Colin Edwards Will Retire from Racing after 2014 Season

Announcing his decision during the pre-event press conference for the Red Bull Grand Prix of the Americas, Colin Edwards told the assembled press that 2014 would be the Texan’s last season racing a motorcycle. Citing a lack of improvement on his performance in pre-season testing and at the Qatar GP, Edwards decision perhaps answers the lingering question in the paddock of when the American rider would hang-up his spurs after an illustrious career in AMA, WSBK and MotoGP. Talking about his inability to come to terms with the Forward Yamaha, which Aleix Espargaro was able to take to the front of the pack in Qatar, Edwards was at a loss when it came to understanding the Open Class machine and his lack of results.

MSF Updates Its Basic RiderCourse Curriculum

It is no surprise that statistics from the NHTSA show that motorcycle accidents and injuries are on the rise. According to the 2012 Motor Vehicle Crash report published by the NHTSA, motorcycle fatalities for that year rose to 4,957, up seven percent from 2011, while injuries increased 15% to 93,000. While the NHTSA statistics are misleading because the motorcycle category includes mopeds, scooters, three-wheelers, pocket bikes, mini bikes, and off-road vehicles, new riders need every advantage they can afford. The Motorcycle Safety Foundation has taken notice of these statistics and has revised the curriculum for its Basic RiderCourse to include a new Basic eCourse, which students will take prior to in-person instruction.

Yamaha Trademarks “R1S” & “R1M” at USPTO – “YZF-R1M” Trademarked Abroad – But Why?

Are new Yamaha YZF-R1 models coming down the pipe? That’s the question being asked after trademark filings in the US and abroad tipped off Yamaha Motor’s intention to use “R1S”, “R1M”, and “YZF-R1M” for motorcycle, scooter, and three-wheeled purposes. The filings are being taken as hints towards a possible multiple trim levels of the Yamaha YZF-R1 superbike, with the “S” and “M” designations being different spec machines than the current base model. The “S” nomenclature is a popular one in the two and four-wheeled world, though “M” would certainly be a novel designation, outside of say…BMW.

Bell & COTA Create Texas-Themed Limited-Edition Helmet

Continuing its theme of making limited-edition helmets for premier-class US rounds, Bell Helmets has teamed up with the Circuit of the Americas and Chris Wood, of Airtrix, to create a Texas-themed Bell Star Carbon helmet, just in time for COTA’s MotoGP race next weekend. Available only until April 13th, the Bell/COTA helmet features a red, white, and blue flag motif on the front, with both the American and State of Texas flags visible, which then wrap around the rear to merge with a hardwood design, reminiscent of the floorboards in a Western saloon. The helmet is also crowned with a Longhorn cattle skull, which adds to the Texan motif. The specially designed helmet also features a horseshoe, the COTA logo, and the 2014 Red Bull MotoGP of The Americas logo.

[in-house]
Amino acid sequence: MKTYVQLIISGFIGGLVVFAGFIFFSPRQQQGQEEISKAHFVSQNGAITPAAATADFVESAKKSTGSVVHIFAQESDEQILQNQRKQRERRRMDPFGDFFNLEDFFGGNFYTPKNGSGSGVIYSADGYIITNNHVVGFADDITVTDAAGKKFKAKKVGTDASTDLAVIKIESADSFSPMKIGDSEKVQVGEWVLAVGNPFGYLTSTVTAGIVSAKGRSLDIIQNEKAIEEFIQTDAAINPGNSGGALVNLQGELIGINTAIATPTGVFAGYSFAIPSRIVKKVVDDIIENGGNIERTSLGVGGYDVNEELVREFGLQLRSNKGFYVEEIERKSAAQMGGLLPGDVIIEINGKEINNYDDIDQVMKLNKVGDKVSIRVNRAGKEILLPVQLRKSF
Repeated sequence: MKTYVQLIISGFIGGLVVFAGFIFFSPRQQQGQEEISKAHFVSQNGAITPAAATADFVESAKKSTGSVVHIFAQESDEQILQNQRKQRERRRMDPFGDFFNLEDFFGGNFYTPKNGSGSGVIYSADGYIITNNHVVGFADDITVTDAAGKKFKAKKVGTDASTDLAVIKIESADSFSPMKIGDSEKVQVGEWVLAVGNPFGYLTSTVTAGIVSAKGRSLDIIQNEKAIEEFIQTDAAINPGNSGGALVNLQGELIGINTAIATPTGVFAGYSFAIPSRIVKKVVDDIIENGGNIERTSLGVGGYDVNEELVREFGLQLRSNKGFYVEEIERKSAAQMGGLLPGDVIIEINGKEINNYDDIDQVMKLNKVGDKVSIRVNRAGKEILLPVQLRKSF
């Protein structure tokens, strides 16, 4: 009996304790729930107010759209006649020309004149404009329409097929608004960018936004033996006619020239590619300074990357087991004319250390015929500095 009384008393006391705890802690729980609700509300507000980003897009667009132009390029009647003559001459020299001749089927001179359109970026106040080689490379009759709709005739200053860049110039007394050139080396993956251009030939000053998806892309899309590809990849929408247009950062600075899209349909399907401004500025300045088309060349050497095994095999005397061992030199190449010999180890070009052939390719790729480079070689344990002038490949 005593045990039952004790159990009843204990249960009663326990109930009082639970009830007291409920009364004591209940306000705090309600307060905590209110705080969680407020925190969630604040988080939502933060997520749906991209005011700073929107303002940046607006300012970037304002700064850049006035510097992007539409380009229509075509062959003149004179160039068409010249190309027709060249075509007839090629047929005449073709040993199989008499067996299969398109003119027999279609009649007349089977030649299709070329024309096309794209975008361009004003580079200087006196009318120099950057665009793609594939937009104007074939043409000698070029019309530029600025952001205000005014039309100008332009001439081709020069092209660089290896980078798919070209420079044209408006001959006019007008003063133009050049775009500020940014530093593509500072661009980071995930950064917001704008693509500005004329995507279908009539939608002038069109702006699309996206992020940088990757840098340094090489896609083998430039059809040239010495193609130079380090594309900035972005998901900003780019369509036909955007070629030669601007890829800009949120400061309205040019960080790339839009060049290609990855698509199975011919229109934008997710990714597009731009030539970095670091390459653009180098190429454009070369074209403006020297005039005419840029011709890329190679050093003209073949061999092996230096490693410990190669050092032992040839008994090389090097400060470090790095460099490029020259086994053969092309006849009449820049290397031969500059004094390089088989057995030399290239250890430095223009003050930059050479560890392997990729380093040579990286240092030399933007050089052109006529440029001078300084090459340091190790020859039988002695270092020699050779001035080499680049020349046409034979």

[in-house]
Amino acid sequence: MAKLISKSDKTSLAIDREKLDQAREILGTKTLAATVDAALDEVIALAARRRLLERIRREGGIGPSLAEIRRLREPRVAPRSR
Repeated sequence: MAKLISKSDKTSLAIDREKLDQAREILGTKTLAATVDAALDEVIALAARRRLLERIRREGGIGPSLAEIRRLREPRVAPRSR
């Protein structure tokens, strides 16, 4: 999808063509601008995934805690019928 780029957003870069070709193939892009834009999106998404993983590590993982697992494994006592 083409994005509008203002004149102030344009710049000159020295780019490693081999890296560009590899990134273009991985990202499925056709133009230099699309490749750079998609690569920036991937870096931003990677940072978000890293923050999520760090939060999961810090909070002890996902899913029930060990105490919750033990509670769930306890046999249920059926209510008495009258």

Aprilia Mounting a Return to MotoGP in 2016

Towards the end of the 800cc era, MotoGP looked to be in dire condition. Grids were dwindling, factories were reducing their participation, and teams were in difficult financial straits indeed. By the end of 2011, there were just 17 full time entries, Suzuki was down to a single rider, and were about to pull out entirely for 2012. How different the situation looks today. In a recent interview with the official website, Aprilia Corse’s new boss Romano Albesiano gave a brief outline of their plans. The Italian factory will continue to work with the IODA Racing team for 2014 to collect data on the electronics and tires, which they will use as input on an entirely new project being worked on for 2016.

This Is Pretty Much What the Monster 800 Will Look Like

With the advent of the Ducati Monster 1200, it was only a matter of time before Ducati’s middleweight liquid-cooled “Monster 800″ would be spotted, and unsurprisingly the machines have a great deal in common. The one big difference seems to be that the 821cc Monster gets a double-sided swingarm, which has become Ducati’s new way of differentiating between its big and medium displacement models of the same machine, see entry for Ducati 899 Panigale. With the spied Ducati Monster 800 looking ready for primetime, and a pre-fall launch isn’t out of the question. Giving us an excellent glimpse into what the Ducati Monster 800 would look like, Luca Bar has again used his Photoshop skills to render up images of the still unreleased “baby” Monster.

Photos of the Mugen Shinden Ni sans Fairings

Given the competitive nature of the electric racing realm, its rare to see the big high-power bikes without their fairings, as teams are reluctant to reveal their secret sauce. Debuting the Mugen Shinden San this past weekend in Tokyo though, Team Mugen did just that, giving us a glimpse into the inner workings of the team’s 2013 race bike, the Mugen Shinden Ni. You don’t have to be an electron-head to get excited by these photos, as any race bike with a carbon fiber frame and swingarm is pretty drool-worthy, though the Shinden Ni’s carbon fiber battery enclosure does hide a great deal of the electric superbike’s geek factor. While the sheer size of the battery bike is impressive, it was expected when the Shinden was first announced.

Mugen Shinden San (神電 参) Electric Superbike Revealed